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Refugee crisis has echoes of the past when Suffolk extended warm welcome to Vietnamese “boat people”

PUBLISHED: 13:00 24 September 2015

Vietnamese refugees on the site of what is now the Nuffiled Hospital in the late 1970s. (Photo by Jerry Tuner/Archant.

Vietnamese refugees on the site of what is now the Nuffiled Hospital in the late 1970s. (Photo by Jerry Tuner/Archant.

Archant

With attention focussed on the plight of refugees fleeing Syria and heading for Europe, echoes of how this area dealt with earlier waves of people seeking asylum have returned.

Vietnamese refugees were housed at what is now the site of the Nuffiled Hospital in the late 1970s. This photograph of the building was taken in the 1930sVietnamese refugees were housed at what is now the site of the Nuffiled Hospital in the late 1970s. This photograph of the building was taken in the 1930s

Back in 1980 the former Foxhall Hospital on the edge of Ipswich – now the site of the Nuffield Hospital – became a reception centre for Vietnamese “boat people” who had fled their home country and were offered safe haven in Britain.

They were given accommodation at what was then an empty building before being found permanent accommodation across the region.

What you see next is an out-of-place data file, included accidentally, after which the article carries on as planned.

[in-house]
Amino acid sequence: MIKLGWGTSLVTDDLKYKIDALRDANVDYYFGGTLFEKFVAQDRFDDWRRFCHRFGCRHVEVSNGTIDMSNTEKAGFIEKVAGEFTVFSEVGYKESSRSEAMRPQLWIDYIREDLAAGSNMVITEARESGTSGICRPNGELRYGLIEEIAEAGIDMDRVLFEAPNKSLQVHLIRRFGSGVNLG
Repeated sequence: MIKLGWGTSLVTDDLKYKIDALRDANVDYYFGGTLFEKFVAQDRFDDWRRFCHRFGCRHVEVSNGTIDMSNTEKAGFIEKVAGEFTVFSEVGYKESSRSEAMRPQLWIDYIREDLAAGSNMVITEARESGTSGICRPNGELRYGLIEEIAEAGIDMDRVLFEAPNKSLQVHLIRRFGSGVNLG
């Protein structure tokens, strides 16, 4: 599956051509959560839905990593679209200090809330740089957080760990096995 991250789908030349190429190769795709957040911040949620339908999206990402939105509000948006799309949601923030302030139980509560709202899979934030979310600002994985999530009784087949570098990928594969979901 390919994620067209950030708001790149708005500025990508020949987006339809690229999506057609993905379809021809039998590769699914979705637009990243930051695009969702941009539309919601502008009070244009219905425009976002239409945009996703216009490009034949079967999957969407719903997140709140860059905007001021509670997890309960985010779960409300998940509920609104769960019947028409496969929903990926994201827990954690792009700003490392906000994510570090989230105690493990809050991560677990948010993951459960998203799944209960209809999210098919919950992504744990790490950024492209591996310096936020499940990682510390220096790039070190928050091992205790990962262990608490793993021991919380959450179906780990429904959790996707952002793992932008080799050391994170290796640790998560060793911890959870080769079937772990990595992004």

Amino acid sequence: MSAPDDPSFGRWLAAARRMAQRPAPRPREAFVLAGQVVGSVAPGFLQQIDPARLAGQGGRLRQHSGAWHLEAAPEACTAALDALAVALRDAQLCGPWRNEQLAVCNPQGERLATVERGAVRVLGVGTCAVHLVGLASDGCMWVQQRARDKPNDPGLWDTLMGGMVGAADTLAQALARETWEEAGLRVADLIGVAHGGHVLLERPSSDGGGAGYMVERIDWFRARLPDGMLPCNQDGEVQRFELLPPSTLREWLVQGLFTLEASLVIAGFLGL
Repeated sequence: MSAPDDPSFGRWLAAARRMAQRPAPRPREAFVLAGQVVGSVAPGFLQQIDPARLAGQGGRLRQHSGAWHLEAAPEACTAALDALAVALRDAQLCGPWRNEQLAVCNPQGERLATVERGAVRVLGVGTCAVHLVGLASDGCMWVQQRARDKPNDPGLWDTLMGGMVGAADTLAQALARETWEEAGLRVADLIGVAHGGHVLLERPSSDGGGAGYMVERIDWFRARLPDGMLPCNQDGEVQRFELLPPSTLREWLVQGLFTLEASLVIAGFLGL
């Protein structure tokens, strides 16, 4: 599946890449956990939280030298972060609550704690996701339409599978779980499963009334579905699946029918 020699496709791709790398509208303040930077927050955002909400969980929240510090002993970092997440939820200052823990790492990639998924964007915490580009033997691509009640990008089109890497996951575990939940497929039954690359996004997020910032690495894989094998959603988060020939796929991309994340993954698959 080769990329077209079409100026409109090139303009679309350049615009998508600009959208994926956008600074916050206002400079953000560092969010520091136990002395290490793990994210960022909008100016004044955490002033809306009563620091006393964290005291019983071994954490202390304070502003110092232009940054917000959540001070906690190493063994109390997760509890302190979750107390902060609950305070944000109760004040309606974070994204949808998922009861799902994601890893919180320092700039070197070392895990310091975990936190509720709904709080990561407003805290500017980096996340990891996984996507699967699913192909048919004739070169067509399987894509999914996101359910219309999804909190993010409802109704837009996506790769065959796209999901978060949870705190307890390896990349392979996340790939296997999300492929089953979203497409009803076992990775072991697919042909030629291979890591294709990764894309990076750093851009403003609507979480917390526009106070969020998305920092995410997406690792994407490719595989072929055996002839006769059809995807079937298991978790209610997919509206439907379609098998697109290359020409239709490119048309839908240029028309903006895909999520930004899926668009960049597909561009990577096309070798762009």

Many have now completely assimilated themselves into the life of their adopted country.

The Vietnamese boat people were widely welcomed, and seen as freedom-loving victims of a tyrannical Communist regime in a country that had been ravaged by war.

The war itself had ended with the fall of Saigon in 1975, but it was three or four years later that the first wave of refugees left the country aiming for non-Communist states including Thailand, Malaysia, and The Philippines. Because of the west’s involvement in the war, many were offered sanctuary in the United States, Britain, France, Australia, and other countries.

About a million people are believed to have fled Vietnam, with about 19,000 coming to Britain in 1980. Not a huge number in comparison with the 800,000 accepted by the US and 96,000 by France (which had been the colonial power until the 1950s).

Former county council chief executive Clifford Smith said his authority was involved with providing social services support for the new arrivals, and worked with district and borough councils in Suffolk who helped with housing.

“But I don’t recall it was a major issue, we were dealing with a few score people – not hundreds or thousands. And there was widespread sympathy for them.”

John Mowles was a member of the borough’s housing committee at the time and remembers little about dealing with the boat people: “It can’t have been a major issue, it doesn’t stick in the mind.”

He is now the council’s housing portfolio holder and is expecting to be involved when the government considers how to distribute Syrian refugees.

He said: “There will be a new system, but we are still waiting to hear exactly how things are likely to work.”

Thao Nguyen remembers her journey to Suffolk, see more here


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